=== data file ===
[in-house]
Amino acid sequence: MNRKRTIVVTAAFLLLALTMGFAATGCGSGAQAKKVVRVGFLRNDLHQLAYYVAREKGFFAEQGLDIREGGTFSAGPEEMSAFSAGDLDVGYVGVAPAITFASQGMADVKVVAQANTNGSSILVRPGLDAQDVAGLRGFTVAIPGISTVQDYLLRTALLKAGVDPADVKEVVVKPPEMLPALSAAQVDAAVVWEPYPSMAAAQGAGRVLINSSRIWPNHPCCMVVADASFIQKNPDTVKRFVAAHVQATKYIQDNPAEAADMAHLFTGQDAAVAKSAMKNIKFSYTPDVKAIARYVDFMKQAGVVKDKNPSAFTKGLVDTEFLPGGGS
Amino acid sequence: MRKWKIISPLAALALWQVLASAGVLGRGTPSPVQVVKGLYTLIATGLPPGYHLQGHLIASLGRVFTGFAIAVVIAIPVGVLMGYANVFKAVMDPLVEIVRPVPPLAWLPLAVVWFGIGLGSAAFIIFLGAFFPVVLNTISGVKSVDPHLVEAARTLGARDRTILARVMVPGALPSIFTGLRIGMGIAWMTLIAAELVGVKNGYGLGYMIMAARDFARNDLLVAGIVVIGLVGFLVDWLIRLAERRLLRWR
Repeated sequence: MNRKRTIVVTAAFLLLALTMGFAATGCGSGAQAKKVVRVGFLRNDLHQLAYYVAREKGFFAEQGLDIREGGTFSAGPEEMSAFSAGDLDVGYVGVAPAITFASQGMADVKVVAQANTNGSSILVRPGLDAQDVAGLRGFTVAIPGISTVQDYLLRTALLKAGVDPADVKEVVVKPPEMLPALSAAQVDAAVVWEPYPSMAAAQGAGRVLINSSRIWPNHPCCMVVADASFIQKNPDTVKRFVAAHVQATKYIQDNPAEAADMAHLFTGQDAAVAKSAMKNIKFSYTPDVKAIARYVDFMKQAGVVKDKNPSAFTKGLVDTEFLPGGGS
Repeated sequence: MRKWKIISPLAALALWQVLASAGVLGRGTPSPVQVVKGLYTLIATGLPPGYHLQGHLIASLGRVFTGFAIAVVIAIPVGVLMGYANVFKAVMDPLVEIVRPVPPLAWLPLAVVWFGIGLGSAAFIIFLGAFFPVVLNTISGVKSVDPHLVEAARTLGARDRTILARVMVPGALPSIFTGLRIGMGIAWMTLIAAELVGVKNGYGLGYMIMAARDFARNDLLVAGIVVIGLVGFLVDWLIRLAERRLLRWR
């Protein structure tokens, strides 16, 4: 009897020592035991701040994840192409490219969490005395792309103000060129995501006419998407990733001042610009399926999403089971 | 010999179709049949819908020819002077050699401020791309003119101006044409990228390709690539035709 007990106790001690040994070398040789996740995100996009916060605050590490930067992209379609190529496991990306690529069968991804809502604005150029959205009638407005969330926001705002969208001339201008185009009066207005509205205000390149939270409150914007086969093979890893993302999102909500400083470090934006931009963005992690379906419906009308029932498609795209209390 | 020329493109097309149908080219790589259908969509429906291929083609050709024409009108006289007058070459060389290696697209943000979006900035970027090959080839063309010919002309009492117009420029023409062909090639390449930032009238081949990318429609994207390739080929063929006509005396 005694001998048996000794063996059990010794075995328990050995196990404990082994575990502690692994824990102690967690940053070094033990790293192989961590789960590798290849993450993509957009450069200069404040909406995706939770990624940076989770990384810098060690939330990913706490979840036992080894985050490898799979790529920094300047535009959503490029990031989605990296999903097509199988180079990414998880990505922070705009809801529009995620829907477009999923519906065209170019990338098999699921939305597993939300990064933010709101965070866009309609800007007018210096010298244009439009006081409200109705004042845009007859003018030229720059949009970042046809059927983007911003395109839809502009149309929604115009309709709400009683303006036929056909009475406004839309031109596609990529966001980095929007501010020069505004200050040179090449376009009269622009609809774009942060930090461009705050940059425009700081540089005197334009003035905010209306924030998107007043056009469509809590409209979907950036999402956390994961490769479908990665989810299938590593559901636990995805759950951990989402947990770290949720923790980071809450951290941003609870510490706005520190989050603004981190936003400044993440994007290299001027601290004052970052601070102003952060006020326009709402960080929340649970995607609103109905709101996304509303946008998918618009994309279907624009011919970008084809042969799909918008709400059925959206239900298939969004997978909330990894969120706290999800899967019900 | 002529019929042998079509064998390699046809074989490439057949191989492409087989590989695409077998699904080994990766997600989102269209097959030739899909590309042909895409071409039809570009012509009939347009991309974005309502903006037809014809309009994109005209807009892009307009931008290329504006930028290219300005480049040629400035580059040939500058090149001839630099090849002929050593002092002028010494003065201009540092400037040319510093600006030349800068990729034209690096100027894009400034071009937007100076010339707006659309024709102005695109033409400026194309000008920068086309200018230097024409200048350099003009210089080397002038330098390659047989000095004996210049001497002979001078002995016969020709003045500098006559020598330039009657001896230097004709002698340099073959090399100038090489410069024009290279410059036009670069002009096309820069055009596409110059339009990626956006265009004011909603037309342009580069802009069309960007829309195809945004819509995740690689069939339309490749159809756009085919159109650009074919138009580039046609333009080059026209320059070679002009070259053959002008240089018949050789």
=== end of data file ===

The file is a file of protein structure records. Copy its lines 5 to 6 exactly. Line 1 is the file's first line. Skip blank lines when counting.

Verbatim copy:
Repeated sequence: MRKWKIISPLAALALWQVLASAGVLGRGTPSPVQVVKGLYTLIATGLPPGYHLQGHLIASLGRVFTGFAIAVVIAIPVGVLMGYANVFKAVMDPLVEIVRPVPPLAWLPLAVVWFGIGLGSAAFIIFLGAFFPVVLNTISGVKSVDPHLVEAARTLGARDRTILARVMVPGALPSIFTGLRIGMGIAWMTLIAAELVGVKNGYGLGYMIMAARDFARNDLLVAGIVVIGLVGFLVDWLIRLAERRLLRWR
């Protein structure tokens, strides 16, 4: 009897020592035991701040994840192409490219969490005395792309103000060129995501006419998407990733001042610009399926999403089971 | 010999179709049949819908020819002077050699401020791309003119101006044409990228390709690539035709 007990106790001690040994070398040789996740995100996009916060605050590490930067992209379609190529496991990306690529069968991804809502604005150029959205009638407005969330926001705002969208001339201008185009009066207005509205205000390149939270409150914007086969093979890893993302999102909500400083470090934006931009963005992690379906419906009308029932498609795209209390 | 020329493109097309149908080219790589259908969509429906291929083609050709024409009108006289007058070459060389290696697209943000979006900035970027090959080839063309010919002309009492117009420029023409062909090639390449930032009238081949990318429609994207390739080929063929006509005396 005694001998048996000794063996059990010794075995328990050995196990404990082994575990502690692994824990102690967690940053070094033990790293192989961590789960590798290849993450993509957009450069200069404040909406995706939770990624940076989770990384810098060690939330990913706490979840036992080894985050490898799979790529920094300047535009959503490029990031989605990296999903097509199988180079990414998880990505922070705009809801529009995620829907477009999923519906065209170019990338098999699921939305597993939300990064933010709101965070866009309609800007007018210096010298244009439009006081409200109705004042845009007859003018030229720059949009970042046809059927983007911003395109839809502009149309929604115009309709709400009683303006036929056909009475406004839309031109596609990529966001980095929007501010020069505004200050040179090449376009009269622009609809774009942060930090461009705050940059425009700081540089005197334009003035905010209306924030998107007043056009469509809590409209979907950036999402956390994961490769479908990665989810299938590593559901636990995805759950951990989402947990770290949720923790980071809450951290941003609870510490706005520190989050603004981190936003400044993440994007290299001027601290004052970052601070102003952060006020326009709402960080929340649970995607609103109905709101996304509303946008998918618009994309279907624009011919970008084809042969799909918008709400059925959206239900298939969004997978909330990894969120706290999800899967019900 | 002529019929042998079509064998390699046809074989490439057949191989492409087989590989695409077998699904080994990766997600989102269209097959030739899909590309042909895409071409039809570009012509009939347009991309974005309502903006037809014809309009994109005209807009892009307009931008290329504006930028290219300005480049040629400035580059040939500058090149001839630099090849002929050593002092002028010494003065201009540092400037040319510093600006030349800068990729034209690096100027894009400034071009937007100076010339707006659309024709102005695109033409400026194309000008920068086309200018230097024409200048350099003009210089080397002038330098390659047989000095004996210049001497002979001078002995016969020709003045500098006559020598330039009657001896230097004709002698340099073959090399100038090489410069024009290279410059036009670069002009096309820069055009596409110059339009990626956006265009004011909603037309342009580069802009069309960007829309195809945004819509995740690689069939339309490749159809756009085919159109650009074919138009580039046609333009080059026209320059070679002009070259053959002008240089018949050789």